Producers, directors, representatives and even cast members typically bond, one way or another, during the overall production process. Whether the film takes 14 months from concept to delivery, or, in the case of Atlas Shrugged: Part 1, forty years, filmmakers typically pride themselves on the space between.
In the case of Atlas Shrugged: Part 1, it’s 40 years way too late and unbelievably uninviting. Over time things weather out and get stale. Not only had mold and bacteria formed around the edges of the film before this version’s inception, but it seemed as if a bio-hazard team was moments away from infiltrating the sets and taking away anything and everything in order to protect the dream that once was Atlas Shrugged.
First published in 1957, the Ayn Rand novel was a well-received allegory concerning a dystopian United States at an unspecific time where leading innovators, ranging from industrialists to artists, refuse to be exploited by society. The novel’s title is a reference to Atlas, a Titan of Greek mythology, who in the novel is described as “the giant who holds the weight of the world on his shoulders.” If he shrugged, of course, the world would falter.
Receiving largely negative reviews after its 1957 publication, the novel achieved enduring popularity and consistent sales in the following decades, a manifesto for laissez-faire politics and pure capitalist platforms. It’s safe to say the same will not be said for the film.
The opening scene of Atlas Shrugged: Part 1 consists of a train roaring through the lowlands of Colorado during a night that seems too weary for anything good to happen. Stylistically it’s incredible and frightful, something director Paul Johansson (One Tree Hill) should be proud of. I thought I was in for a wild ride for the next 102 minutes. I could not have been more wrong.
Interwoven into this PG-13 drama/mystery/science-fiction are countless scenes of rough, bleak dialogue that never seem to stay on the track. This soon becomes the tone of the entire film: incomprehensible gibberish. I’m more than willing to give credit to the sound engineers, mixers and operators for their crisp captures. That said, I haven’t a clue in hell what was rolling through John Aglialoro‘s and Brian Patrick O’Toole‘s craniums when they wrote the screenplay. Somebody please have them admitted for a CAT scan ASAP.
Meeting the script mediocrity head-on is production designer John Mott and his vacant style. Many scenes in the film are either too cluttered or severely lacking character. The book is extremely visual, essentially spelling out what needs to be purchased by the art department. Unfortunately, it seems Mott as if relied solely on Cliff Notes.
Remember chemistry class? Did you fail it by chance? Well, if you did do not feel alone, because all of the filmmakers here are in the same camp. There is absolutely no chemistry between the characters, not even a single metabolic drop. Blame it on not enough coverage, rehearsal, etc. The list is long. That said, the actors themselves are terrific, but still unable to escape lazy set-ups and sloppy subplots, most noticeably the romance introduced between Dagny Taggart (Taylor Schilling) and Henry Rearden (Grant Bowler).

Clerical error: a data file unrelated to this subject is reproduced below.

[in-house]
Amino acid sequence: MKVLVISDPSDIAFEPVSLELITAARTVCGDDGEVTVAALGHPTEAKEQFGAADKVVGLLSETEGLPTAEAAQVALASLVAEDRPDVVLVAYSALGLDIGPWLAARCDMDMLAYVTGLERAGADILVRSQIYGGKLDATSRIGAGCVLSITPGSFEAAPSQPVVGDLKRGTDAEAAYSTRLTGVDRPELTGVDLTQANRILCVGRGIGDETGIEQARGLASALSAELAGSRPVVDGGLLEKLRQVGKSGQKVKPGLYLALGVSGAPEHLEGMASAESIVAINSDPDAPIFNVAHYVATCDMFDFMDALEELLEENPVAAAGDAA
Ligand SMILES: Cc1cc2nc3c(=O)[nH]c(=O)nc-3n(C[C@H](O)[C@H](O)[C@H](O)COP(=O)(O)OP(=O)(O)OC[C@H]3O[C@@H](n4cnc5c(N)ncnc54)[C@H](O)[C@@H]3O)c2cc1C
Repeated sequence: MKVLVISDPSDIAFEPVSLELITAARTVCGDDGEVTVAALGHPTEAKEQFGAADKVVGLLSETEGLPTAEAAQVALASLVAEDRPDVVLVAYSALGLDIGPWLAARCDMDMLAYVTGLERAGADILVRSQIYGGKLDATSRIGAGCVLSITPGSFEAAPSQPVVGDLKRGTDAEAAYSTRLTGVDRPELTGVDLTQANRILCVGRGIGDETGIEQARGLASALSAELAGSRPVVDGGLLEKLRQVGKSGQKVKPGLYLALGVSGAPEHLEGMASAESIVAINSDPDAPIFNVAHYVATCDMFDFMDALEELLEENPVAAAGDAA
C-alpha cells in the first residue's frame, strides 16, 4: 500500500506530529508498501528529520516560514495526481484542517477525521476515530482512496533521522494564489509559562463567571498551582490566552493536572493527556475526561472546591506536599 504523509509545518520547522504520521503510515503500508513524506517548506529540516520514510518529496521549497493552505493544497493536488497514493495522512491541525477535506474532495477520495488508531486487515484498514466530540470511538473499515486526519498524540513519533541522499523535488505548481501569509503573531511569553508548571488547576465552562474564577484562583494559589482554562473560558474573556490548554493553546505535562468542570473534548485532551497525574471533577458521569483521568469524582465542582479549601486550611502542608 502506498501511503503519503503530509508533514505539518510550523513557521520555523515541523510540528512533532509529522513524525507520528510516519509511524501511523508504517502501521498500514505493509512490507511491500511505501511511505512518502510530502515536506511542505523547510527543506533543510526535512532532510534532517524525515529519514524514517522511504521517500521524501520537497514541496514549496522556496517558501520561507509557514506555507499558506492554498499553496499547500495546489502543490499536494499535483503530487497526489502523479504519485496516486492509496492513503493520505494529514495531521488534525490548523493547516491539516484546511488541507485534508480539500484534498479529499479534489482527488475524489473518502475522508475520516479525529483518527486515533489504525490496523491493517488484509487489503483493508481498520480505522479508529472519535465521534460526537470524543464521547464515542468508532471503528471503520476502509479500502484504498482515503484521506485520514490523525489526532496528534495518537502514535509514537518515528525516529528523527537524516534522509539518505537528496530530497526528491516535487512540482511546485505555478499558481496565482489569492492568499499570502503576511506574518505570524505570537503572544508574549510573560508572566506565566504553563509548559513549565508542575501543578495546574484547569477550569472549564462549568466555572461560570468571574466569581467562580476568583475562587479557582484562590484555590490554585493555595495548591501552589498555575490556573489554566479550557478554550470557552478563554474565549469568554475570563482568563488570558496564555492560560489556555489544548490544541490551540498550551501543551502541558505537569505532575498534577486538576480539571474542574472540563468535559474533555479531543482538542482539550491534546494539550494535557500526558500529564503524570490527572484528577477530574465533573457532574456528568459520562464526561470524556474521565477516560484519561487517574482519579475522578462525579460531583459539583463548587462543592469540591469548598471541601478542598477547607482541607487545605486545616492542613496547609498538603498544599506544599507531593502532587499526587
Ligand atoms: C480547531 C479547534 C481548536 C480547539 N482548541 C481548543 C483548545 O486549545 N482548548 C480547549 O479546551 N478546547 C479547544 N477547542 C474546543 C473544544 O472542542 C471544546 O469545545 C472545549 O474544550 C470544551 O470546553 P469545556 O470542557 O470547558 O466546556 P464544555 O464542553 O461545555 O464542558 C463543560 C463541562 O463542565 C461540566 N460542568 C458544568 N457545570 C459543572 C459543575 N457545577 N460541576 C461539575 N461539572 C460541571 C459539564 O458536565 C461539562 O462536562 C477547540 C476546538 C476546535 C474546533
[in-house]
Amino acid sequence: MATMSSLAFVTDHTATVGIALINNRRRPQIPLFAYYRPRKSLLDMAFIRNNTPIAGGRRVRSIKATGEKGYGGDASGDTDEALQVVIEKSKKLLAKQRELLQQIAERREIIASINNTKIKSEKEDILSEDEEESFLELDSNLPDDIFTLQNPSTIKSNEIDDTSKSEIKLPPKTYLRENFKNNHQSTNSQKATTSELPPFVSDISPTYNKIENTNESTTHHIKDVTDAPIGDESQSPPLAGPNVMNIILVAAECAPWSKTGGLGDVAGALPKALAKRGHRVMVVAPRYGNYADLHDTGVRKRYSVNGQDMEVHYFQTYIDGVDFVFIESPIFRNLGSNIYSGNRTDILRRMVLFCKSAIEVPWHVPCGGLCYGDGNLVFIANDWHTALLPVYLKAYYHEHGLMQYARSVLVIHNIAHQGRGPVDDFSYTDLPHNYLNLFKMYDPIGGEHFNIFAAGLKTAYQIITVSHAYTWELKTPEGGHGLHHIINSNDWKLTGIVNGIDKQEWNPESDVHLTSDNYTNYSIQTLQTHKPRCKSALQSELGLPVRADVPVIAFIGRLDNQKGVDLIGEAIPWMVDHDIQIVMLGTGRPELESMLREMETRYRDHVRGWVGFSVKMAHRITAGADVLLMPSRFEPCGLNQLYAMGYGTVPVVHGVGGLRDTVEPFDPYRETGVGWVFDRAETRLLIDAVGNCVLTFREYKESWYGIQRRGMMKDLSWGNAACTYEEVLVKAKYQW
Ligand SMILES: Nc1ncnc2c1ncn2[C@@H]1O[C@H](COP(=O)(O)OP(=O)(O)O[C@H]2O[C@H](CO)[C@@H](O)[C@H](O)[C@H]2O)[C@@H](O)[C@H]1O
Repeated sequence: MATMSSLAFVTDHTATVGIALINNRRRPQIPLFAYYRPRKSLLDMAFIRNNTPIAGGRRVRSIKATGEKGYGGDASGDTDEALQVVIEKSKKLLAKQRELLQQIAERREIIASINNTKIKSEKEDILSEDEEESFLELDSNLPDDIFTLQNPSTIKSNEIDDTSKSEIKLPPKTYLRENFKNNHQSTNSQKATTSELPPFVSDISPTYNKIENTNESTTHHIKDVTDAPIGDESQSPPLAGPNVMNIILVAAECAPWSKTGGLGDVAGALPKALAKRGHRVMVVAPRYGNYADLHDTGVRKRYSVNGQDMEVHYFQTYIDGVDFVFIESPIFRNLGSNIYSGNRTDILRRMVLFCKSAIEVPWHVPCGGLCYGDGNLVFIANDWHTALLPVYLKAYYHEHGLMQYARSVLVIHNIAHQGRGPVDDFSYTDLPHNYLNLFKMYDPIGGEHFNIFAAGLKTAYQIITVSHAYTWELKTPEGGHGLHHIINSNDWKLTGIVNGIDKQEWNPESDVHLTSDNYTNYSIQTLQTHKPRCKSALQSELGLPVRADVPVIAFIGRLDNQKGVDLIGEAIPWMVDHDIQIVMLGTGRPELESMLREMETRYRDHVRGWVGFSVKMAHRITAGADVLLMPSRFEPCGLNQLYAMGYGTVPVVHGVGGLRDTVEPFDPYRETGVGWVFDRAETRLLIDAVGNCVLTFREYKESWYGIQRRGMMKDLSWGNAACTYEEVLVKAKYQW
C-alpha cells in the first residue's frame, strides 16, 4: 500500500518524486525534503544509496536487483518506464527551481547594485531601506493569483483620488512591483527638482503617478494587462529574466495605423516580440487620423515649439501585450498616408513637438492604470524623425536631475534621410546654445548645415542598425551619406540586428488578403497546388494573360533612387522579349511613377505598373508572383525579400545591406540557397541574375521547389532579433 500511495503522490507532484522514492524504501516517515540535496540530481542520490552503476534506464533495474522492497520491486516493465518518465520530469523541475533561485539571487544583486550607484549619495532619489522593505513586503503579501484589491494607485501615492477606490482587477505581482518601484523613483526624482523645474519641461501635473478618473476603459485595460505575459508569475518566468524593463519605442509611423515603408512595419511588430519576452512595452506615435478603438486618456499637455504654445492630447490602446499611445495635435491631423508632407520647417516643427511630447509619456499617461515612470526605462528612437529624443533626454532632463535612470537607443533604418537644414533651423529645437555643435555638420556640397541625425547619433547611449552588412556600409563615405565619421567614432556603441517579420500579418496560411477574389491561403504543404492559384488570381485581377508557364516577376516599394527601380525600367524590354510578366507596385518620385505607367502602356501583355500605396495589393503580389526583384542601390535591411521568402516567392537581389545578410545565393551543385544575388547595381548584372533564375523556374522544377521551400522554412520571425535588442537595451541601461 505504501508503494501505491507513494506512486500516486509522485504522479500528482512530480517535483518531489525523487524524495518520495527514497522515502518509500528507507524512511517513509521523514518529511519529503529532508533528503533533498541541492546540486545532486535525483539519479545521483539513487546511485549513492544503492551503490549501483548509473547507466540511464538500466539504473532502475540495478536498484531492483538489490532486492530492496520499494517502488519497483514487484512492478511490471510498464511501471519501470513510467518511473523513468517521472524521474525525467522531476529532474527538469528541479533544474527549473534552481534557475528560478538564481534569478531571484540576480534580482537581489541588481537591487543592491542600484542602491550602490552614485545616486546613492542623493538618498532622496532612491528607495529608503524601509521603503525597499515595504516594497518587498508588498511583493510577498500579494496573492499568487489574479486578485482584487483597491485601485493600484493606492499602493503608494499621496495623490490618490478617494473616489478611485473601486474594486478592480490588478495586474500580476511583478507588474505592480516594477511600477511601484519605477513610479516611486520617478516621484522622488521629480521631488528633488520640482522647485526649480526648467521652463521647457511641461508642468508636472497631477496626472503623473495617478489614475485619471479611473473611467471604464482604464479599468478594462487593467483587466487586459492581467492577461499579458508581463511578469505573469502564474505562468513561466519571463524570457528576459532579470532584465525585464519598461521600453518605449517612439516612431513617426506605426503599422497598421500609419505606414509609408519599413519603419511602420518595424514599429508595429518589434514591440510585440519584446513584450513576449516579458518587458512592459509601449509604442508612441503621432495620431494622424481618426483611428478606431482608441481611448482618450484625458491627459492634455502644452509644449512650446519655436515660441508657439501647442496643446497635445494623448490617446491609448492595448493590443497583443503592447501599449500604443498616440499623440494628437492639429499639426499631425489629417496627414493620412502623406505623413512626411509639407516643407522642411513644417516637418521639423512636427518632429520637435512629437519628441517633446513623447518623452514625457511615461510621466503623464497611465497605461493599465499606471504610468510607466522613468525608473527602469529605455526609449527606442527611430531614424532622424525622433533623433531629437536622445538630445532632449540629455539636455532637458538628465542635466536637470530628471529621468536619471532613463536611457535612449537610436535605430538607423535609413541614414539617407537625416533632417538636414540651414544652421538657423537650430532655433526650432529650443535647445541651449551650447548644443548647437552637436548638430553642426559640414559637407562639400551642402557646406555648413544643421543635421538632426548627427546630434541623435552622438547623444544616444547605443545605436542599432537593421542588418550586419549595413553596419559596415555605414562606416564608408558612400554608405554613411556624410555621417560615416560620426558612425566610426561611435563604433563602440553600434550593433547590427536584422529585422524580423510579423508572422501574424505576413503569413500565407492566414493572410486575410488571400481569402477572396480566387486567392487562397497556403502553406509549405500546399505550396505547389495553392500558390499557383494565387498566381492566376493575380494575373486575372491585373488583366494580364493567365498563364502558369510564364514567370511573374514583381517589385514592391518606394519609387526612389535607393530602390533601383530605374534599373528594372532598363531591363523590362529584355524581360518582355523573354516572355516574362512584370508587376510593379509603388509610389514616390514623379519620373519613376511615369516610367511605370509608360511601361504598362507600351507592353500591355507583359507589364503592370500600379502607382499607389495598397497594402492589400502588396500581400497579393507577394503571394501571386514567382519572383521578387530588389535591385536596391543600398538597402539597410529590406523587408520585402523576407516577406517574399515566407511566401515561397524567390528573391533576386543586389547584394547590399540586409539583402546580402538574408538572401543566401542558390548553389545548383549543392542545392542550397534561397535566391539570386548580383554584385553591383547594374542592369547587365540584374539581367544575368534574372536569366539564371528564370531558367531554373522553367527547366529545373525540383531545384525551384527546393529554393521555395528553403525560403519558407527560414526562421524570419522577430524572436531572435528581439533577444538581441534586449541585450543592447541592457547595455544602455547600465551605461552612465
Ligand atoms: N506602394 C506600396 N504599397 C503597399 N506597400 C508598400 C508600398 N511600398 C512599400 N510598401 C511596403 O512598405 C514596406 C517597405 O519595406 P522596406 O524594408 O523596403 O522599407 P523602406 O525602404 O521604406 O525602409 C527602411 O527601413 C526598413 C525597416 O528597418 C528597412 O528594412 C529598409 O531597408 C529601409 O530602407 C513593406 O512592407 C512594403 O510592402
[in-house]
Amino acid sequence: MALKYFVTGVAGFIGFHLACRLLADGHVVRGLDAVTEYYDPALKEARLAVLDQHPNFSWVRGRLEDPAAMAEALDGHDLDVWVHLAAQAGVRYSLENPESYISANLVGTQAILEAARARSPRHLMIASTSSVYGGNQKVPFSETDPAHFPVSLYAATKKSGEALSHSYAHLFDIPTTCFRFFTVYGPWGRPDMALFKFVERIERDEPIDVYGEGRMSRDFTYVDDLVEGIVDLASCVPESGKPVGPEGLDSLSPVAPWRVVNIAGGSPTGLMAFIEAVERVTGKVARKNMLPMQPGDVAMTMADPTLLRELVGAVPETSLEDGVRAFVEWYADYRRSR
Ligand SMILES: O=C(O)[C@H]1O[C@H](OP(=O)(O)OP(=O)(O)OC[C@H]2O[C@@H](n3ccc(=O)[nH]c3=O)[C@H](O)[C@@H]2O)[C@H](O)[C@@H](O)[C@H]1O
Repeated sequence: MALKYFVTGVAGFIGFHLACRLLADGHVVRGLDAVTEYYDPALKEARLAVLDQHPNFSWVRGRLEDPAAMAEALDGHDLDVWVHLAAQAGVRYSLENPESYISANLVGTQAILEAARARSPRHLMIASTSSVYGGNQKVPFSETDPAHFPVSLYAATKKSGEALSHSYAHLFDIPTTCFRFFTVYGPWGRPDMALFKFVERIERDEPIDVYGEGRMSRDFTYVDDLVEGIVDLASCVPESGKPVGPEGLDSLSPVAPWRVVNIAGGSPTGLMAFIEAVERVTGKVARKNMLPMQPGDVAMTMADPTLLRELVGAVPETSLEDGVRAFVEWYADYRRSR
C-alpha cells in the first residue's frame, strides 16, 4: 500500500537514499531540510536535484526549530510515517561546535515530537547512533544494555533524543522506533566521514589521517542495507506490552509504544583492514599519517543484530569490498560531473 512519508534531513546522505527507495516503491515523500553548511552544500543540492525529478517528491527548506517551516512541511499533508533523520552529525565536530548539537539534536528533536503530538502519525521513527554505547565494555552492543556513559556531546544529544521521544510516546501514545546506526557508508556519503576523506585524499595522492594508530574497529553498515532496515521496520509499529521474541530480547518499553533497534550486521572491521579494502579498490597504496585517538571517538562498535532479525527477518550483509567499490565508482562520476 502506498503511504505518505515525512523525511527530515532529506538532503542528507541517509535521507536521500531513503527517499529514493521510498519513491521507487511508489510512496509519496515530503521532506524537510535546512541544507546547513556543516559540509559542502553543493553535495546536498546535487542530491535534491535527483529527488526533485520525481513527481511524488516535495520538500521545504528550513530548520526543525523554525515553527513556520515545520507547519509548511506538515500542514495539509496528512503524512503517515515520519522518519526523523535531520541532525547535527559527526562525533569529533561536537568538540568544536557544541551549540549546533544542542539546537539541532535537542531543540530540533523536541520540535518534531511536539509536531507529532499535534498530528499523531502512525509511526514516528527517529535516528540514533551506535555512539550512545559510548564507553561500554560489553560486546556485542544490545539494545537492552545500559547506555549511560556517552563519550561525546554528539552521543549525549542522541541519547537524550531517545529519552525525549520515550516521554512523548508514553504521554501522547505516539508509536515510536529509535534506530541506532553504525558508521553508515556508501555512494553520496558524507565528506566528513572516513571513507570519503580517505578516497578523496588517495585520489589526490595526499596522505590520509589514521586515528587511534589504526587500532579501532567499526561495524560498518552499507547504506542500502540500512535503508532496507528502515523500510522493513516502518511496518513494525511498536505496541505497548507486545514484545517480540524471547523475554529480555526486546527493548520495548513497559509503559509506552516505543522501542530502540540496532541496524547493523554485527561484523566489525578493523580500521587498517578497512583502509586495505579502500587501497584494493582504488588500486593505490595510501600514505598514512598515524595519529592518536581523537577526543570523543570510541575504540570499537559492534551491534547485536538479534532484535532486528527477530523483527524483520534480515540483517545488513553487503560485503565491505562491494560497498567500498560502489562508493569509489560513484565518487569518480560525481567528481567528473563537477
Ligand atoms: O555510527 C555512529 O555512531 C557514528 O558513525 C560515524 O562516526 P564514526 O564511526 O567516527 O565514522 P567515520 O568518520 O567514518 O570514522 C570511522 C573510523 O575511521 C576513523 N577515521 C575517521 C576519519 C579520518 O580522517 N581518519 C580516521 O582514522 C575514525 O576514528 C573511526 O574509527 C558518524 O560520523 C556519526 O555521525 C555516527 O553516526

On a more upbeat note, Schilling‘s Dagny Taggart is stunning, circumventing her wooden lines with pitch-perfect delivery. The way she composes herself while interacting with fellow cast mates radiates a tired screen, most especially those scenes she shares with Bowler as Henry Rearden. Edi Gathegi playing Eddie Willers and Jsu Garcia, who portrayed Fransisco D’Anconia, did well with their minor roles. Graham Beckel (Brokeback Mountain, L.A. Confidential, Another World) depiction of Ellis Wyatt was also right on the money. For a film having a budget of $15 million the VFX were par, but nothing more. The main piece of VFX comprised a high-speed train roaring through the valleys of Colorado and eventually reaching a bridge in which Henry Readen’s company built. The bridge was constructed through the use of computers and seemed only semi-convincing, mirroring the rest of the film.
Atlas Shrugged: Part 1 attempted to embody the drive of American innovation by using bold characters, yet it fell short on numerous levels. It was neither compelling nor entertaining to watch. I was hyped on the thought that the book was finally being transformed after forty years into a film, yet had my doubts. My doubts won. And if for some idiot reason they end up making the second and third installment, please fasten my head directly to the railroad tracks and redo the entire script. Then, and only then, will this film provide anything remotely related to a worthwhile film.
One of the most highly anticipated films of the Cannes Film Festivals was unveiled this morning to a divisive response, Nicolas Winding Refn‘s Only God Forgives. As we said in our review, “set amidst an underground Muay Thai boxing club and glowing with hellish red lights from countless brothels, the mood and style is more [...]
With this year’s Cannes Film Festival halfway done, one of the clear highlights is Coens‘ 1960′s-set folk music tale Inside Llewyn Davis. Profiling a down on his luck musician (Oscar Isaac), whose natural talent indicates he is destined for success, the film is a vivid portrait of what it means to be a starving artist. In [...]
Welcome to the latest episode of our official podcast, The Film Stage Show. This week, staff writer Danny King, associate editor Nick Newman and I review J.J. Abram‘s new entry in his flagship franchise, Star Trek Into Darkness. Before that, though, we run down our top 3 most-anticipated films of the Cannes Film Festival. Finally, we take a look at the [...]
Latest posts from Beats Per Minute